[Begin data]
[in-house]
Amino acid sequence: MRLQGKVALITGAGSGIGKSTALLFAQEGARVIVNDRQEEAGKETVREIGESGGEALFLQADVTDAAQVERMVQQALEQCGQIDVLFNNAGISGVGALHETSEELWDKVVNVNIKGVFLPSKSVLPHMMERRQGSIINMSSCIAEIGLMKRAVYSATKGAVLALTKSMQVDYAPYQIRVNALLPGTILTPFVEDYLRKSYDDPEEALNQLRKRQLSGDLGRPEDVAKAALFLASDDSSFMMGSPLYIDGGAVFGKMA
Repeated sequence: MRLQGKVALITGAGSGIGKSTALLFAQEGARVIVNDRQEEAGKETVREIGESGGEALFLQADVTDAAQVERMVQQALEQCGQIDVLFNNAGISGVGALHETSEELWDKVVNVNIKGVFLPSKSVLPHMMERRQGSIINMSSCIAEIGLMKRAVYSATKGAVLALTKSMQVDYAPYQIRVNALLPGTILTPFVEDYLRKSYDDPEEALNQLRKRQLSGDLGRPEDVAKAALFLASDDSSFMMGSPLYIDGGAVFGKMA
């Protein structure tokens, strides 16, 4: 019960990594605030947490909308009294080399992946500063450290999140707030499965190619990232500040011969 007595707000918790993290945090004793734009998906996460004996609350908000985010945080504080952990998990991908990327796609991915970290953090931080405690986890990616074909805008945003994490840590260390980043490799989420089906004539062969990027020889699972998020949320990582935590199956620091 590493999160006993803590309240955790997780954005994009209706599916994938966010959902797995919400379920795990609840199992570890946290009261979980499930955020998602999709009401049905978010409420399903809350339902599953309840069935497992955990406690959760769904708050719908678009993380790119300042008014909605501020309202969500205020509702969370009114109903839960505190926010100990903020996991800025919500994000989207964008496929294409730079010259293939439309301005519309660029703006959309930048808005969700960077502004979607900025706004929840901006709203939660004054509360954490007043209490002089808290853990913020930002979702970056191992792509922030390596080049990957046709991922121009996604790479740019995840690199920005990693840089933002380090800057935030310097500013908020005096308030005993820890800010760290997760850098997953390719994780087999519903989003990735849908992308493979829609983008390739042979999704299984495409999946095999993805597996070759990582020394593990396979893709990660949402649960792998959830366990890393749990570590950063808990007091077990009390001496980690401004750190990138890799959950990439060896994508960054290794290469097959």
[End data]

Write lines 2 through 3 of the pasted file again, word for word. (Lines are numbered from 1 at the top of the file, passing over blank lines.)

Amino acid sequence: MRLQGKVALITGAGSGIGKSTALLFAQEGARVIVNDRQEEAGKETVREIGESGGEALFLQADVTDAAQVERMVQQALEQCGQIDVLFNNAGISGVGALHETSEELWDKVVNVNIKGVFLPSKSVLPHMMERRQGSIINMSSCIAEIGLMKRAVYSATKGAVLALTKSMQVDYAPYQIRVNALLPGTILTPFVEDYLRKSYDDPEEALNQLRKRQLSGDLGRPEDVAKAALFLASDDSSFMMGSPLYIDGGAVFGKMA
Repeated sequence: MRLQGKVALITGAGSGIGKSTALLFAQEGARVIVNDRQEEAGKETVREIGESGGEALFLQADVTDAAQVERMVQQALEQCGQIDVLFNNAGISGVGALHETSEELWDKVVNVNIKGVFLPSKSVLPHMMERRQGSIINMSSCIAEIGLMKRAVYSATKGAVLALTKSMQVDYAPYQIRVNALLPGTILTPFVEDYLRKSYDDPEEALNQLRKRQLSGDLGRPEDVAKAALFLASDDSSFMMGSPLYIDGGAVFGKMA